Two Important Differences Between SQL Server and PostgreSQL

SQL ConstantCare® uses PostgreSQL as a back end – specifically, AWS RDS Aurora – so I’ve spent a lot of time writing Postgres queries lately. Here are some of the things I’ve noticed that are different.

CTEs are optimization fences.

In SQL Server, if you write this query:

SQL Server builds a query plan for the entire operation at once, and passes the WHERE clause filter into the CTE. The resulting query plan is efficient, doing just a single clustered index seek.

In Postgres, CTEs are processed separately first, and subsequent WHERE clauses aren’t applied until later. That means the above query works just fine – but performs horribly. You’ll get much better results if you include your filters inside each CTE, like this:

That’s less than ideal.

You can’t just leap into an IF statement.

In SQL Server, you can just start typing conditional logic and execute it:

That’s useful if you want to do conditional processing, set variables up, populate them for different scenarios, etc.

In Postgres, you have to do a little setup to declare that you’re doing procedural code:

But that doesn’t work either, because you can’t output data from a DO:

<sigh> You really want to create a function. Which reminds me: Postgres functions are the equivalent of SQL Server stored procedures. Sure, SQL Server’s user-defined functions have a really bad reputation: most of ’em get bad row estimates, inhibit parallelism, and cause performance tuners to point and giggle. Postgres functions? Totally different. Just basically stored procs.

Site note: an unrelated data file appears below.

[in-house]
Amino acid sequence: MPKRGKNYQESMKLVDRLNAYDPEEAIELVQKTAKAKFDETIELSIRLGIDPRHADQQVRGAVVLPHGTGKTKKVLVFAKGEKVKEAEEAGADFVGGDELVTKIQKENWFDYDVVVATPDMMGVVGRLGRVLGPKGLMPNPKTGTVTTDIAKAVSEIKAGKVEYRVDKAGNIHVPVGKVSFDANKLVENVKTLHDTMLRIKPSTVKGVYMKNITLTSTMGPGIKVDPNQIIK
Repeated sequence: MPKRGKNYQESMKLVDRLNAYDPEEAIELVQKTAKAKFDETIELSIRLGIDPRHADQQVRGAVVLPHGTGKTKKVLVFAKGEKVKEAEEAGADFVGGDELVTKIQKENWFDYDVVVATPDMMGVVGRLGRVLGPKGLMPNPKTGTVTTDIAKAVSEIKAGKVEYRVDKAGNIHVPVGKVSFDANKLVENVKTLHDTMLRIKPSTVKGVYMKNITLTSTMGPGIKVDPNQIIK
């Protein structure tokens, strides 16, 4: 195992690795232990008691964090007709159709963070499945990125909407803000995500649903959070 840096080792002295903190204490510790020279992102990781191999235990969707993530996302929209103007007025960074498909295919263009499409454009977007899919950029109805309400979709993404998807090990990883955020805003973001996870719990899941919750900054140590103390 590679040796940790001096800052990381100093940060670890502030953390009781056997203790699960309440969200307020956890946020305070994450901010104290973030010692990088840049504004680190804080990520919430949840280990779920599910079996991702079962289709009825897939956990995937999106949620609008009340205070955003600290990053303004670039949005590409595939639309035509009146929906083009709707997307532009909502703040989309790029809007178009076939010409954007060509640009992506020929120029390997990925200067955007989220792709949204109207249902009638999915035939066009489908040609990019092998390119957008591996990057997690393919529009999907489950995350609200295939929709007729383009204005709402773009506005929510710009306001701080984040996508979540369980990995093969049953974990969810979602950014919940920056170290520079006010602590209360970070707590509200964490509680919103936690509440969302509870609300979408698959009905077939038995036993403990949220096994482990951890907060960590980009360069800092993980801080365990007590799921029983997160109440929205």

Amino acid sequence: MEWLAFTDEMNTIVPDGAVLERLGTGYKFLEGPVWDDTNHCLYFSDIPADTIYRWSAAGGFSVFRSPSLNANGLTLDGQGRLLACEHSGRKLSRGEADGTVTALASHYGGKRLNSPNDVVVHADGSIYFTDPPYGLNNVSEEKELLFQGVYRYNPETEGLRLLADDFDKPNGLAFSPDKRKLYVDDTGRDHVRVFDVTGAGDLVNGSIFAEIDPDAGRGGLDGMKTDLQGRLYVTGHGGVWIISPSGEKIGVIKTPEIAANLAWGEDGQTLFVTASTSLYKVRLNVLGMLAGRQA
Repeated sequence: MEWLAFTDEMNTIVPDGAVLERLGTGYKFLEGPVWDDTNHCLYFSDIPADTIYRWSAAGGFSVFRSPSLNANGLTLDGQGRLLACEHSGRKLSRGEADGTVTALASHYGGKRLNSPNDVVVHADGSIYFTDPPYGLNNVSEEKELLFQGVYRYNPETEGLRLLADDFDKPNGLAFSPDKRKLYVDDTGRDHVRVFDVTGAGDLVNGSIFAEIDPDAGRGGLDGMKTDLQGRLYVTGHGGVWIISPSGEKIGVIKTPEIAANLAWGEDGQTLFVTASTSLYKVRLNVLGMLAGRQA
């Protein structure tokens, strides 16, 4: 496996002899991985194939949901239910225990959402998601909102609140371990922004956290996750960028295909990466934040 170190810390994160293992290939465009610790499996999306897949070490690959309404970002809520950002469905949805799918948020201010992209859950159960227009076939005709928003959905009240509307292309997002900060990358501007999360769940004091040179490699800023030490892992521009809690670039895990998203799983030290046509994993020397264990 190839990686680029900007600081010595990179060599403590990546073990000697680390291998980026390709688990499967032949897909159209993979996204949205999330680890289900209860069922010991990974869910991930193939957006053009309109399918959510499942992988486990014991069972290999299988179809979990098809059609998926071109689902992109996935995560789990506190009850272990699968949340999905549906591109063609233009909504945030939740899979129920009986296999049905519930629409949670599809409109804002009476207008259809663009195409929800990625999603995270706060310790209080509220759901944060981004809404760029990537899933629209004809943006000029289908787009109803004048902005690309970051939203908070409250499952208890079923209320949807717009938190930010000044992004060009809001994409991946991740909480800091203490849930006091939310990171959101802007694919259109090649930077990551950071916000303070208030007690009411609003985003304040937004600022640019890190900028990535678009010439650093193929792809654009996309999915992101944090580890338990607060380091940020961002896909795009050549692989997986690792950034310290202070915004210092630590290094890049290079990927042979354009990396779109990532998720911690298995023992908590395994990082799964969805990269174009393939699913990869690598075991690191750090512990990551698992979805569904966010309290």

And one less-important difference: GREATEST and LEAST.

Every now and then, I need to find the higher (or lesser) of two things in a row. Let’s say our dbo.Users table has two columns, UpvoteDate and DownvoteDate, and I’m trying to find the most recent date that they cast ANY kind of vote. Postgres has this really cool trick:

GREATEST is like MAX, but across columns. GREATEST and LEAST are two conditional expressions that we don’t get in SQL Server. Nifty.

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22 Comments. Leave new

  • Another thing I really love about PostgreSQL is the clear syntax when making selective aggregations:

    select avg(price) filter (where price between 10 and 50) as avg_price
    from product_store

    I know it can be done in MS-SQL through cases but i really don’t like that sintax

    Greetings

    Reply
    • Steven Hibble
      August 6, 2018 1:10 pm

      Similarly, PostgreSQL supports the WINDOW clause. It can make window functions much easier to read. Here’s an example from the doc